Restrictions are set to be imposed on the Gold Coast after a new cluster grew overnight, and the annual Schoolies event has been called off as Queensland records three new COVID-19 cases.
It comes as 21,563 tests were carried out.
All new cases are linked to the prison officer trainer at the Queensland Corrective Services Academy trainer who tested positive yesterday. Two are based at Pimpama and one from Forest Lake.
It means new restrictions for the Gold Coast. From 8am tomorrow, only 10 people will be allowed inside and outside for gatherings on the Gold Coast.
Premier Annastacia Palaszczuk said all new cases had had mild symptoms. All 200 people linked to the Academy will now be tested after the 25 close contacts tested negative.
As a result, the annual Schoolies has been axed, prompting the chief health officer Dr Jeannette Young to sympathise with year 12 graduates.
“I’m really sorry you can’t have the traditional celebration,” she said.
“The last year of school is so important… so much of it has had to change this year.
“But this group is so resilient and innovative, I’m looking forward to seeing what they put in place instead of mass gatherings.”
The three new cases confirmed today are all in their 30s and had not been “close contacts” of the 60-year-old prison officer trainer who tested positive on Wednesday.
Corrective Services Commissioner Peter Martin said the academy was taking “abundant caution.”
“One new case is a 33-year-old female recruit who lives at Pimpama, the second is a 37-year-old recruit living in the same suburb, and they have a close working relationship… including car pooling together,” Mr Martin said.
“A fourth case is a 33-year-old male, he was at the academy attending a course. We are making urgent inquiries as to others he may have been in contact with.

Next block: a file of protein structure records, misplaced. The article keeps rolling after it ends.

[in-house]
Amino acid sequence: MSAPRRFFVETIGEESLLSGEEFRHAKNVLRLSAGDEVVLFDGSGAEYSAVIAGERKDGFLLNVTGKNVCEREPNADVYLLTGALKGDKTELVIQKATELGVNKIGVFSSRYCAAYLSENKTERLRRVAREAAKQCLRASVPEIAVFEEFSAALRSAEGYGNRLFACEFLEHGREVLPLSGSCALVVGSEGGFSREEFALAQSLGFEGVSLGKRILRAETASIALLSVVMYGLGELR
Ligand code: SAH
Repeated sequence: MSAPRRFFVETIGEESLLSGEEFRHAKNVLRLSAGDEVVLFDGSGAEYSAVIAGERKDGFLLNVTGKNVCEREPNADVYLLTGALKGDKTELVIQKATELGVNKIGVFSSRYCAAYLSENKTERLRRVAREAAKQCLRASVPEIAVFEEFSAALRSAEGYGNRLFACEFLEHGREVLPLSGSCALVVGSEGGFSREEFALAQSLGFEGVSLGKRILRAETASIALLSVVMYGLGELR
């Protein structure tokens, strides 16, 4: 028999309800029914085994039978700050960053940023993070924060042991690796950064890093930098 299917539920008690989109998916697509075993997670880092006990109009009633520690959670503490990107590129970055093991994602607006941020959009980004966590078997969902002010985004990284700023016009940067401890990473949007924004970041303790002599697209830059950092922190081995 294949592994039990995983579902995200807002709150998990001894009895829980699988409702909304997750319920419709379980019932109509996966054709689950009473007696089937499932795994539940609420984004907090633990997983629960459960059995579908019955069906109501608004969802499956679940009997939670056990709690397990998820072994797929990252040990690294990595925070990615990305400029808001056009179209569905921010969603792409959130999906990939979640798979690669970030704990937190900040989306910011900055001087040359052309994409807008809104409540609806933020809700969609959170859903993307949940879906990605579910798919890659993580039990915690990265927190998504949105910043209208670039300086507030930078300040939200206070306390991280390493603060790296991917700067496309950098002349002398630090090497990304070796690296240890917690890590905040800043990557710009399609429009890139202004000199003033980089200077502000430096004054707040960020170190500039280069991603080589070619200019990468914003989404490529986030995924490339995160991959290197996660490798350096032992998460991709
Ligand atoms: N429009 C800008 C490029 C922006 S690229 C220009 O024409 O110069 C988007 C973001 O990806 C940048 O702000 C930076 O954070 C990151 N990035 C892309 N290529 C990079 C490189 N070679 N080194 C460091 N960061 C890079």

“We’re incredibly confident we’re doing all we can to get to the bottom of this outbreak.”
Dr Young said authorities were still trying to find the source of this latest cluster, most likely it is connected to the Brisbane Youth Detention Centre cluster that emerged earlier this week.
While the trainer works at Wacol and lives in Forest Lake, suburbs that already have positive cases linked to the cluster, there is no “clear link” between them.
As a result, 7000 prisoners are in lockdown throughout the state as a “precautionary measure”.
Dr Young also said genomic testing had failed to reach a conclusive finding as to whether the strain of virus in the latest cluster was the same as the one brought up from Melbourne by two women who allegedly breached border protocols last month.
Both clusters have been linked to the B.1.1.25 lineage of SARS-CoV-2, the virus that causes COVID-19, with just one molecule difference in genetic sequencing between the two outbreaks.
“The problem is, there’s lots of other samples out there that are exactly the same and we know it’s the most frequent lineage that’s circulating in NSW and Victoria,” Dr Young said.
“We can’t say definitively that those two cases are linked but we can’t say they’re not.“